KC Casort has testified for LGBTQ non-discrimination bills in Alaska since they were a teenager growing up in Fairbanks.
Casort, who identifies as queer, and works as a field manager for Planned Parenthood Alliance Advocates, said they’ve never believed that the state would protect LGBTQ people, even while protections were briefly in place last year.
“I’ve never trusted that my right to be able to do all those things — get a job, be in a house — have been protected, because they’ve always been at the whim of an attorney general,” Casort said.
An Anchorage Daily News and ProPublica investigation published last week revealed the attorney general directed the Alaska Commission for Human Rights to void equal protections for LGBTQ Alaskans in areas like housing and financing.
On Wednesday, the state’s first-ever out, queer lawmakers sponsored a bill in the Alaska House to enshrine anti-discrimination protections in law. For LGBTQ Alaskans, it’s long overdue.
Representative Jennie Armstrong, a West Anchorage Democrat who filed the bill, said it’s both a human rights issue and an economic one, for a state that is facing a deep labor shortage as people leave for opportunities Outside.
“With 10 years of out-migration, I can tell you one thing that won’t reverse that is not having equal rights for people,” she said. “If you want to have more businesses invest in this state, you can’t have a business come here when there’s different employment protections in different parts of the state and different housing protections.”
Armstrong’s bill is short. It primarily updates the Commission for Human Rights’ definition of “sex,” a protected class in Alaska, to include “sexual orientation and gender identity or expression.”
“I filed this legislation because I want it to pass,” Armstrong said. “I’m not trying to make a statement. I’m not trying to do anything proforma, I want to approach this in a way that gives it the best shot at passing.”
Fifteen House members — all Democrats and Independents — co-sponsored the bill.
Alaska’s Attorney General Treg Taylor ordered the state Commission for Human Rights to remove sexual orientation and gender identity discrimination protections in all areas except in employment matters late last summer, according to the ADN investigation.
In an emailed statement Taylor said the move was consistent with state law, which does not include sexual orientation or gender identity as protected classes. He said it’s up to the legislature to expand the protections beyond employment matters.
The basis for Alaska’s LGBTQ protections comes from a 2020 U.S. Supreme Court Case, Bostock v. Clayton County, which protects employees from discrimination because they are gay or transgender.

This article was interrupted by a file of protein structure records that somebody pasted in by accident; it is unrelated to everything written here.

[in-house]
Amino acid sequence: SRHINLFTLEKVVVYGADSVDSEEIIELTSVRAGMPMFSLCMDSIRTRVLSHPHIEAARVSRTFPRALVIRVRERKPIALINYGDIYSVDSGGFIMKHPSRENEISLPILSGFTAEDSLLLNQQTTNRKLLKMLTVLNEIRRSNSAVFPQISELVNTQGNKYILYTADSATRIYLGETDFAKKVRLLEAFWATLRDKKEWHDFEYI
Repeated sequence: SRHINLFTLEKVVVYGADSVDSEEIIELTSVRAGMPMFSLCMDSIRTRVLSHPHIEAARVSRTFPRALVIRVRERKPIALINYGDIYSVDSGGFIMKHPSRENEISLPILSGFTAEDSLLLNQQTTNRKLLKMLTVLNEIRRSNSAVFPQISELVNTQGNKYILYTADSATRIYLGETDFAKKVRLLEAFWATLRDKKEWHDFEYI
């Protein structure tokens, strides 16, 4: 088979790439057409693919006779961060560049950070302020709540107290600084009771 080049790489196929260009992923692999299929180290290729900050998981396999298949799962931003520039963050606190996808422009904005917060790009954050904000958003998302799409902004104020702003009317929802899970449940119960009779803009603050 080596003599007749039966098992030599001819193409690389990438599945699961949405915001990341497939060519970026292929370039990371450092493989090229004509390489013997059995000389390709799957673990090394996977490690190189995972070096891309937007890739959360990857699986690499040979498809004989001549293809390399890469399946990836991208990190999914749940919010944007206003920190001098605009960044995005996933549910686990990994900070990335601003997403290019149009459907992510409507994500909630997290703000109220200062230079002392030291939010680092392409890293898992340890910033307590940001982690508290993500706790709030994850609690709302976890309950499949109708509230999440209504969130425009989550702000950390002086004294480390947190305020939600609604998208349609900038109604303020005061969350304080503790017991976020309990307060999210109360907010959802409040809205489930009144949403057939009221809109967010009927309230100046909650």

In early 2021, President Joe Biden issued an executive order extending those protections for people in schools and government jobs.
Under Taylor’s leadership, Alaska is one of 20 states suing the federal government to block that extension.
“Why would Alaska sue to discriminate against people and families like mine? It just doesn’t make sense” said Andrew Gray, an openly gay East Anchorage Democrat and a co-sponsor of the House bill.
“When it comes to housing, lending finance, government accommodations — I find that really alarming,” Gray said. “The fear is that this is going to hurt not only people like me, but families like mine.”
Gray said amid other recent actions from the Dunleavy administration, including proposals to limit the rights of gender non-conforming children in schools, the discrimination protections rollback feels like one piece of a socially conservative agenda.
“It’s all part of the same cloth … It’s bringing lower 48 issues to our state, and they’re supplanting the very real issues that we need to be working on,” Gray said.
Gray and Armstrong acknowledge the bill will face an uphill battle in the Republican-controlled House this session. It still needs to pass through three committees before it comes to the House floor, and it’s possible time will run out.
Wasilla Republican Jesse Sumner chairs the House Labor & Commerce committee, where the bill currently sits. He said he needs to take a closer look but could be in favor of the bill.
“Possibly,” he said. “I don’t know that I’d be opposed.”
Other committee chairs Democrat CJ McCormick and Republican Sarah Vance did not respond to requests for comment.
Sen. Scott Kawasaki, a Fairbank Democrat, is crafting a similar bill to create LGBTQ protections on the Senate side, but said he does not yet know when it will be introduced.
In the meantime, Casort, the Fairbanks field manager, said the fight for anti-discrimination protections can feel disheartening, but they’re hopeful watching a new generation of queer lawmakers pushing for change.
“I know so many young people who’ve moved out of the state, because we don’t feel safe here,” they said. “But I also know so many queer and trans people who live here, and it’s our home and we’re not leaving.”